And then a quick trip at the end of March to Ho Chi Minh City to sit for my third Milestone in my PhD journey. Ahhhhhhhhhhh.
From 11 June to 11 July, Alliance Française have graciously offered to exhibit the poems and photographs from Sightlines, my collaboration with Tay Tsen-Waye. The AF gallery is a lovely space, with loads of possibilities when it comes to displaying the work.
And on 13 July, I begin an Exactly Foundation residency on the nebulous yet fascinating topic of ‘offence.’
That’s a pretty stacked start to the year! At some point I am also hoping to squeeze in an exhibition with Cheyenne Philips of the work we created from the La Wayaka Residency in Panama. Hopefully that will come together in the usual way that exhibitions happen; a blend of serendipity, timing and opportunity.
Sightlines launches on 23 May at 3Arts, a pottery studio in Joo Chiat Place.
It’s been a book that has been on an incredible journey, starting from Waye reaching out to me to write poems from her collection of film photographs. At that time, I was just beginning to write about collaborative processes as part of my PhD at RMIT. Here was a chance to put theory into practice. Of course, ideas are far easier than the actual work of selecting images, arranging them into a kind of arc and then writing poems that allowed for a different sightline, another way to apprehend the image. The first title that emerged was Waypoints, but eventually, we realised that while it described each image/poem pairing as a node on a journey, what we were really after was a treatise on different ways of seeing.
Sightlines allows for a dialogue between text and image. The reader is not bound to one particular way of seeing or reading, and the work has to be ‘read’ not just as a pair, but as a grander arc. The narrative, so to speak, begins and ends in Singapore, where both of us are from. Whilst travel is the given, there are other elements that layer the experience of travel, such as the implied female persona that moves from one space to another. Then there is the medium of the image; film. The treatment of grain, how light falls and is held on the page and the emotional resonance of an analogue process seems to cohere with the personal nature of the poem; as a space that is made intimate through a different kind of viewfinder.
And to add yet another layer to the experience, we are showcasing selected poem/images with pottery works made by various artists at 3Arts, a pottery studio. The pieces and the prints (A2, framed and printed on acid-free archival paper) are available for sale.
Here’s a sample of one of the poems and images.
Come journey with us on an evening of looking, listening and learning.
Event details: https://www.facebook.com/events/392737178231584/
I was invited to read at The National Gallery Singapore on 24 Feb together with a bunch of really cool poets – Momtaza Mehri, Charlene Shepherdson, Jennifer Champion and Tse Hao Guang. We were responding to Minimalism. Space. Light. Object. an ongoing exhibition at NGS, either to the individual exhibits or on themes of form/anti-form, light or space. I wrote two new pieces for the reading. The first was after Tatsuo Miyajima’s Mega Death, where I spotted a single number counting up against an entire room of descending numbers.
a pulsing envelope of blue magic
beckons in irregular heartbeats,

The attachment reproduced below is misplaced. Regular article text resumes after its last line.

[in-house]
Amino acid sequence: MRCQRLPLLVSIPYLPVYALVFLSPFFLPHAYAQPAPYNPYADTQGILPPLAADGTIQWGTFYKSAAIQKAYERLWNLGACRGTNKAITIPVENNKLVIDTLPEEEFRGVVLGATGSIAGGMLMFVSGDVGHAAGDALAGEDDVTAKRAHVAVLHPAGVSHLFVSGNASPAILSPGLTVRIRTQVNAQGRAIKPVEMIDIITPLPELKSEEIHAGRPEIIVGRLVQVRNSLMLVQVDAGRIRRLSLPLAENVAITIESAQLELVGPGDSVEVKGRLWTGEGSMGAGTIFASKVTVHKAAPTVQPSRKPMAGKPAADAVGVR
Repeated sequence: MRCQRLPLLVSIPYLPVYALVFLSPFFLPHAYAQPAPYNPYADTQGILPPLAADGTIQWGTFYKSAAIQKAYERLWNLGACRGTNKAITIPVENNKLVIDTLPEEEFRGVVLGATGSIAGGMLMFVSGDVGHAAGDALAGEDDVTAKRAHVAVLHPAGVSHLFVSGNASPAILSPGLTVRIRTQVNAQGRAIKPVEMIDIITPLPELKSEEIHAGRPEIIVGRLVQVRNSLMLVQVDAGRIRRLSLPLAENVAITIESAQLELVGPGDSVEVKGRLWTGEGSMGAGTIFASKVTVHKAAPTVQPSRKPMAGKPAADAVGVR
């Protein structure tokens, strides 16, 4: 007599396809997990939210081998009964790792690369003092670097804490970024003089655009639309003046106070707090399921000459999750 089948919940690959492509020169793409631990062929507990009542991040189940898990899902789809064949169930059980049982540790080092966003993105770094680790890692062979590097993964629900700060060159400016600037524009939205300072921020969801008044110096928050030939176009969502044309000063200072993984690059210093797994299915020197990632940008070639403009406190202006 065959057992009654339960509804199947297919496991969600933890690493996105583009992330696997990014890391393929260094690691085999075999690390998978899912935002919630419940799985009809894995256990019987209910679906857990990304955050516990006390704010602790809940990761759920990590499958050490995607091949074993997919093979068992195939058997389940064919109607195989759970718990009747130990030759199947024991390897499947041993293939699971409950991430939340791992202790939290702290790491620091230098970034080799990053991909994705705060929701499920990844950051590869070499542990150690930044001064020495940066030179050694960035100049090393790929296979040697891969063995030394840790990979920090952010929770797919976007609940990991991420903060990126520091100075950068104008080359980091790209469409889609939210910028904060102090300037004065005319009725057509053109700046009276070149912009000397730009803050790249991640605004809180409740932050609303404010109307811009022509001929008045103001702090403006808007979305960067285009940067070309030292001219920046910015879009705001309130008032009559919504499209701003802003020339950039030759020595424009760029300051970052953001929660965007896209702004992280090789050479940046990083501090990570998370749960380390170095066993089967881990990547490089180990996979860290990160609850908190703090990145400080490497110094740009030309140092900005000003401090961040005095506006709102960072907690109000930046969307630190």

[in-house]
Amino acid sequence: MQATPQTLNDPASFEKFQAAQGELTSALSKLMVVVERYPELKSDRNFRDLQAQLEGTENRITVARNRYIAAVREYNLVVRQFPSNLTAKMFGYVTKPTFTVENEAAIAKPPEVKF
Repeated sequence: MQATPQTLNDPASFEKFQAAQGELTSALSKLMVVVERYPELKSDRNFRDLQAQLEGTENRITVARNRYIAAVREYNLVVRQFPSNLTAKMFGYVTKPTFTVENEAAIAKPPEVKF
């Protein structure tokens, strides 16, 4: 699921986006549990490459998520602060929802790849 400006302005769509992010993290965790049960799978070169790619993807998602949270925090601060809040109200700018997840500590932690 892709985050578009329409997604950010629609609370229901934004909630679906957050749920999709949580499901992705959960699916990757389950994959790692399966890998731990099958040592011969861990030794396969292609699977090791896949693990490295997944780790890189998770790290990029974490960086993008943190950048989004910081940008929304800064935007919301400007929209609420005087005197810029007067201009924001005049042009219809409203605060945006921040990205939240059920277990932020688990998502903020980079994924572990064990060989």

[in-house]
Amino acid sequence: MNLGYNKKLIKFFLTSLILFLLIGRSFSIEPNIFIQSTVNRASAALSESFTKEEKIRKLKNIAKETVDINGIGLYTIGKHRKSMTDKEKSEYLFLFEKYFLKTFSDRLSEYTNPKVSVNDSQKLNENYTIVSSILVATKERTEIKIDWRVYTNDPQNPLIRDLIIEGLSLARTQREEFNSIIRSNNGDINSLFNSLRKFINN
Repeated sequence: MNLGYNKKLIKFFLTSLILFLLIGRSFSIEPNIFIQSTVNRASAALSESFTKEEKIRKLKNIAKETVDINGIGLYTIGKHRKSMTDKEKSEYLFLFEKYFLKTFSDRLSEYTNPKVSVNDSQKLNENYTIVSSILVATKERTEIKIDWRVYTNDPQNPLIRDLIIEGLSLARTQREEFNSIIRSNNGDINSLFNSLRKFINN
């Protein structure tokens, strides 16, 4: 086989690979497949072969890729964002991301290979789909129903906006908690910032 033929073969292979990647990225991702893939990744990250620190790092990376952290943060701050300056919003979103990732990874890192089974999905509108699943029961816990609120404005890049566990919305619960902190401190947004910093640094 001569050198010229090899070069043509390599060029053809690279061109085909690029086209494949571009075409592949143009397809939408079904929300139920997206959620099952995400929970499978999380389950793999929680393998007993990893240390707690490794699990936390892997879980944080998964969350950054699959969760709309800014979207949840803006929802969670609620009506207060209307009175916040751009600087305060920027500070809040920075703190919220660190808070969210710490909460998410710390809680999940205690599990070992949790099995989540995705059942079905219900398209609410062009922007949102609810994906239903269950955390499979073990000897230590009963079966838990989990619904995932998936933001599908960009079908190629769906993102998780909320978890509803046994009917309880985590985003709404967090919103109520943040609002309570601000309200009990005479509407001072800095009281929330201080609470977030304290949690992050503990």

a chorus for the clicking crowd
Seen up close,
one number counts upwards
while the rest descend like a
herd reasoning down to zero
One number walks upslope
an improbable anomaly
a refugee refusing order
a sheep swallowing the language of wolves
The other numbers blink furiously
as they chase zero, starting over
at their own pace, making up
the apparition of a faceless crowd,
lights going on in a silent room.
The lone number climbs
against the tide, against all logical proof;
glitch in the system, broken integer.
Like that one child in class who keeps
raising a hand to ask question
after question, dissatisfied,
holding up the diminishing lesson,
holding time itself with a clenched fist,
wired for a different world.
The other poem drew its inspiration from Jiro Takamatsu’s pair of 1971 artworks titled Oneness of Wood and Oneness of Concrete. I tried to embody the idea of words contained within words through a series of haiku, where the four successive haiku that followed the first one comprised of words drawn from the latter.
Here is the earth and
here we find, body broken
between unread lines
Here the line is broken
body and earth
Find the unread body
here, and here
find the broken here, unread,
Here between the earth
and body, we unread
BuySingLit is back for a third year (https://buysinglit.sg/programmes-list/) and there are a whole host of programmes, workshops, performances and readings that caters to different languages and age groups.
Book publishers, retailers and literary non-profits band together to encourage more people to discover and embrace Singapore’s literature. And they are doing this through a variety of way, some conventional and some experimental. Its good to know that as a literary community, we’re not content to rinse and repeat but are willing to innovate and embrace new ideas.
I’m excited to be doing two new things for this year’s festival. The first is a terrarium workshop called We all step on snails: A Poetry & Terrarium Experience on the 9th and 17th of March, 1-3pm.
Make your very own terrarium while I serenade you with a series of poems about our natural world. Note: snails not included!
Tickets can be found at bit.ly/terrariumtickets.
Each ticket comes with a $10 #BuySingLit voucher.
Each session is limited to 20 pax.
On 16 March at 2pm, I’ll be at the very lovely Temenggong 18/20 space, a black and white bungalow along Temenggong Road, to share my poems from my travels while everyone has a cup, or two, of tea. Think of this as a rest-stop for the world-weary traveler. Let poetry be a balm that refreshes and renews the soul. Best of all, this is a double bill featuring fellow travel writer Tan Mei Ching.
Note: Please bring your own cups.
General Admission – $28
Student / NSF / Senior Citizen – $20*
Ticket price excludes ticketing agent fee.
Each ticket comes with a $10 #BuySingLit voucher!
Get your tickets here